9 Things Not to Do on LinkedIn
I thought it was just me who was getting a bit annoyed with LinkedIn lately. Then one of my Facebook friends commented that LinkedIn was starting to look a lot like Facebook. He’s right – with Happy Birthdays, inappropriate profile pictures, and cute memes it can be hard to tell the difference sometimes.
I’ll refrain from commenting on the LinkedIn ad for “Rich Dad Salt Lake City Free Seminars” because I do value LinkedIn and monetizing comes in various forms, though it does remind me of the ads I see on Facebook.
One of the dangers of crossing the imaginary line between Facebook and LinkedIn is that your LinkedIn profile is more likely to be reviewed by a recruiter or prospective employer than your Facebook page. Not that it won’t happen with Facebook, but LinkedIn is where employers go looking for candidates, and you should expect to be found. When you do get found, it’s important to make the right impression.
What shouldn’t you do on LinkedIn? The best way to manage LinkedIn is to remember three words – keep it professional. Yes, it really is that simple. Here are some of the things you shouldn’t, and should, be doing on LinkedIn.
9 Things Not to Do on LinkedIn
1. Forget the Purpose of LinkedIn. There are three reasons why LinkedIn is useful to you: it provides information, it’s a billboard to highlight your unique value proposition, and recruiters will be looking for you there. That’s important to keep in mind.
2. Confuse LinkedIn With Facebook. In a similar vein, be careful what you share. LinkedIn isn’t Facebook. Share content, advice and opinions that boost your professional credentials. It’s all about relevancy. Save the other non-work related stuff for Facebook.
3. Use the Wrong Photo. Don’t include your kid, your cat, your dog, your significant other, your latest vacation or the kitchen sink in your LinkedIn profile picture. LinkedIn is about the professional you, not the personal you and it’s not hard to keep it that way. Here’s how to pick a perfect LinkedIn photo.
4. Ignore LinkedIn Messages. Everyone gets tons of email and messages and it’s easy to ignore them, especially when you don’t know who is writing to you. One of my connections received two messages from recruiters on LinkedIn this week, both were about solid job opportunities. She’s happy with her current position, but if she hadn’t been paying attention she would have missed the messages.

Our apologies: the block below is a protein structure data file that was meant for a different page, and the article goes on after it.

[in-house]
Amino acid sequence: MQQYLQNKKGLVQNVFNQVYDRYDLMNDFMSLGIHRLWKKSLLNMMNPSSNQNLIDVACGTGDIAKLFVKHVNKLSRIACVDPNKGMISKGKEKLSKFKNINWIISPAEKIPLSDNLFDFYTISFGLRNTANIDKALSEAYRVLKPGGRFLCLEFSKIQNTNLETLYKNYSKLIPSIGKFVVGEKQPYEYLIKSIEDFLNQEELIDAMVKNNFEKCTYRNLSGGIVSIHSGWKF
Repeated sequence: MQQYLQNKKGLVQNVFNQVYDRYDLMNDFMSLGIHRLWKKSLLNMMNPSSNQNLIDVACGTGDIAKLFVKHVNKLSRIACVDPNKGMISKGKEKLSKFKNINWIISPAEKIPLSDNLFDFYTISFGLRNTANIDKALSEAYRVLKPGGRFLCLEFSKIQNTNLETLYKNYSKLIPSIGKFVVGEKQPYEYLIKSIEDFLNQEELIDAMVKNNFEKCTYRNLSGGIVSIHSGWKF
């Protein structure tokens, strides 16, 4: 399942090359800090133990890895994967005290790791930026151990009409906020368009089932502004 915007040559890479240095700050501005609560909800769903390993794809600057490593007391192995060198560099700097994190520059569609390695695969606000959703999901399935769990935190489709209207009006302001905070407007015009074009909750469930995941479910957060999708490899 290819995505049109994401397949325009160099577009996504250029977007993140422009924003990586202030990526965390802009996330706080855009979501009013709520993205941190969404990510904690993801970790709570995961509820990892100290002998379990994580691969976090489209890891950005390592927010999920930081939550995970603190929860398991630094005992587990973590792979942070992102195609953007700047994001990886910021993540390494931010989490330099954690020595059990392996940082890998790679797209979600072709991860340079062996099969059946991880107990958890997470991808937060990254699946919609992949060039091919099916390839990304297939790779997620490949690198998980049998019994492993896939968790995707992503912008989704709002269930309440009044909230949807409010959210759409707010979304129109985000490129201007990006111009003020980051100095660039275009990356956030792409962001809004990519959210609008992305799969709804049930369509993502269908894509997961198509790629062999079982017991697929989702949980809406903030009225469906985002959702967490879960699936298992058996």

5. Have a Mismatch in Your Profile. Don’t raise any red flags by having a LinkedIn profile that doesn’t match your resume. Double check job titles (yes, they matter and they need to be accurate), employer names and dates of employment. Be sure everything lines up, so when a prospective employer reviews your resume it will match what you have on LinkedIn.
6. Forget to Get a Personalized URL. A custom LinkedIn URL makes a terrific addition to your resume and business card, it will help you build your brand, and get your profile noticed. Here’s mine,www.linkedin.com/in/alisondoyle, for example, and here’s how to customize your own LinkedIn profile URL.
7. Ask People You Don’t Know for Recommendations or Referrals. I am always a little annoyed when someone I don’t know well asks me for a referral or recommendation. If I don’t know you well enough to be able to attest personally to your value, I’m not going to jeopardize my relationships with my connections by referring or recommending you. I’m sorry, but I work hard on my network and it’s worth a lot to me. Here’s how to get recommendations on LinkedIn.
8. Forget to Turn Off Your Activity Broadcasts. When you’re updating and tweaking your profile, especially when you’re employed and you don’t want the boss to know you’re job searching, it’s a good idea to turn off your activity broadcasts so your updates don’t show in your feed.
9. Send Messages That Would Be Better Off Left Unsent. On the lighter side, my In Box this week included a message from my favorite lady admirer who writes to me now and then, one from a gentleman who would like to get to know me, and a request for an introduction to Barack Obama. Those three words – keep it professional – came to mind as I read each of them. Here are a few guidelines to remember when writing a message on LinkedIn.
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